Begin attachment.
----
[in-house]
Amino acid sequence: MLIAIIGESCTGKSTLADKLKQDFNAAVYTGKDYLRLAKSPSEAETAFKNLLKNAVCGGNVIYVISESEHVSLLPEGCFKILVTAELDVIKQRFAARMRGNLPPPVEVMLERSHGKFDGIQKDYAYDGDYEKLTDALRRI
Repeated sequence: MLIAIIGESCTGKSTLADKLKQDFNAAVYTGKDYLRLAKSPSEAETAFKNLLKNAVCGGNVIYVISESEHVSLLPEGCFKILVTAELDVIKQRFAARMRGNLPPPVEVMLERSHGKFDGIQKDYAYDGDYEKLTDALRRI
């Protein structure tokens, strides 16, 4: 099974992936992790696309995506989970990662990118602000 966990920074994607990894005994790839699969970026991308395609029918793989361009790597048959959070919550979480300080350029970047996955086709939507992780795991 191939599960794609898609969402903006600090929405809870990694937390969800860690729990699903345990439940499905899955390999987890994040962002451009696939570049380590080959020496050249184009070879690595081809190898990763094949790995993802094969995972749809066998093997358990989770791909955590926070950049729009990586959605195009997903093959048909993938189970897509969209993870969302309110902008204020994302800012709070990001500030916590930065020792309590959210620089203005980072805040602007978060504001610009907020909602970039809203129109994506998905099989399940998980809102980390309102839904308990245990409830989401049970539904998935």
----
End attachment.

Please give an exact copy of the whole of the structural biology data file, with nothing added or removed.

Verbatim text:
[in-house]
Amino acid sequence: MLIAIIGESCTGKSTLADKLKQDFNAAVYTGKDYLRLAKSPSEAETAFKNLLKNAVCGGNVIYVISESEHVSLLPEGCFKILVTAELDVIKQRFAARMRGNLPPPVEVMLERSHGKFDGIQKDYAYDGDYEKLTDALRRI
Repeated sequence: MLIAIIGESCTGKSTLADKLKQDFNAAVYTGKDYLRLAKSPSEAETAFKNLLKNAVCGGNVIYVISESEHVSLLPEGCFKILVTAELDVIKQRFAARMRGNLPPPVEVMLERSHGKFDGIQKDYAYDGDYEKLTDALRRI
């Protein structure tokens, strides 16, 4: 099974992936992790696309995506989970990662990118602000 966990920074994607990894005994790839699969970026991308395609029918793989361009790597048959959070919550979480300080350029970047996955086709939507992780795991 191939599960794609898609969402903006600090929405809870990694937390969800860690729990699903345990439940499905899955390999987890994040962002451009696939570049380590080959020496050249184009070879690595081809190898990763094949790995993802094969995972749809066998093997358990989770791909955590926070950049729009990586959605195009997903093959048909993938189970897509969209993870969302309110902008204020994302800012709070990001500030916590930065020792309590959210620089203005980072805040602007978060504001610009907020909602970039809203129109994506998905099989399940998980809102980390309102839904308990245990409830989401049970539904998935």